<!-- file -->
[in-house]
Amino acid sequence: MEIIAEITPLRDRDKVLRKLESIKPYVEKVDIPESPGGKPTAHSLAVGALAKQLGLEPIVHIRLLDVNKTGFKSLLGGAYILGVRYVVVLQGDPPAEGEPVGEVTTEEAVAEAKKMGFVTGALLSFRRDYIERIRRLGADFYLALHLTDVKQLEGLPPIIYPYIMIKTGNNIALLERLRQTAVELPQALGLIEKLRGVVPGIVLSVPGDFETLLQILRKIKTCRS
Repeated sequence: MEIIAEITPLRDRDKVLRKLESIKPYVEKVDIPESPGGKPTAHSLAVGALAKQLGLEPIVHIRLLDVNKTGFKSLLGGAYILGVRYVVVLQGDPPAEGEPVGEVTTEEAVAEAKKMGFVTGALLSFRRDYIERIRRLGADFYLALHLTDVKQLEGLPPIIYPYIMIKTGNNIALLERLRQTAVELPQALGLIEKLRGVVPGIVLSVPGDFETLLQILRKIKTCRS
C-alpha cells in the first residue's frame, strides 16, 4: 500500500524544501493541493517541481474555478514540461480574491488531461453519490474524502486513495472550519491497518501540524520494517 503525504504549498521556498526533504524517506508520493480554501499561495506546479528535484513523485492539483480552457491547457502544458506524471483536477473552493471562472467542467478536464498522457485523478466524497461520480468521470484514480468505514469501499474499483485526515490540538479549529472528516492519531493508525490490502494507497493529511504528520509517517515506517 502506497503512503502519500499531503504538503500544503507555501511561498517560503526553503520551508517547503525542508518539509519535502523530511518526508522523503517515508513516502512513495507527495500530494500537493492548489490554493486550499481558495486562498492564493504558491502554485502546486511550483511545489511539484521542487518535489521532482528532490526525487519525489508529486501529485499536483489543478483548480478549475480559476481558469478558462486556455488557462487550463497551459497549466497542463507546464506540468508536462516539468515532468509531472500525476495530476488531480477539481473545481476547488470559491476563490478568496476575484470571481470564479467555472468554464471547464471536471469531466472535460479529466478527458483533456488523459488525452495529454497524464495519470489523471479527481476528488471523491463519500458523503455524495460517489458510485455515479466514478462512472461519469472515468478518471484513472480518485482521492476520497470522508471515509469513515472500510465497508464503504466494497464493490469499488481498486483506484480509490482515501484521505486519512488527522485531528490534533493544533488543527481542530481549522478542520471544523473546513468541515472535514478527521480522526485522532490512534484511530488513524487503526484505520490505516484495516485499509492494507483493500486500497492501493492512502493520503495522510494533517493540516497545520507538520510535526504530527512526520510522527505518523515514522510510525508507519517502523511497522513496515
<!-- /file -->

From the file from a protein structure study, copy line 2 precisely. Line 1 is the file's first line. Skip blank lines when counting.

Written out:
Amino acid sequence: MEIIAEITPLRDRDKVLRKLESIKPYVEKVDIPESPGGKPTAHSLAVGALAKQLGLEPIVHIRLLDVNKTGFKSLLGGAYILGVRYVVVLQGDPPAEGEPVGEVTTEEAVAEAKKMGFVTGALLSFRRDYIERIRRLGADFYLALHLTDVKQLEGLPPIIYPYIMIKTGNNIALLERLRQTAVELPQALGLIEKLRGVVPGIVLSVPGDFETLLQILRKIKTCRS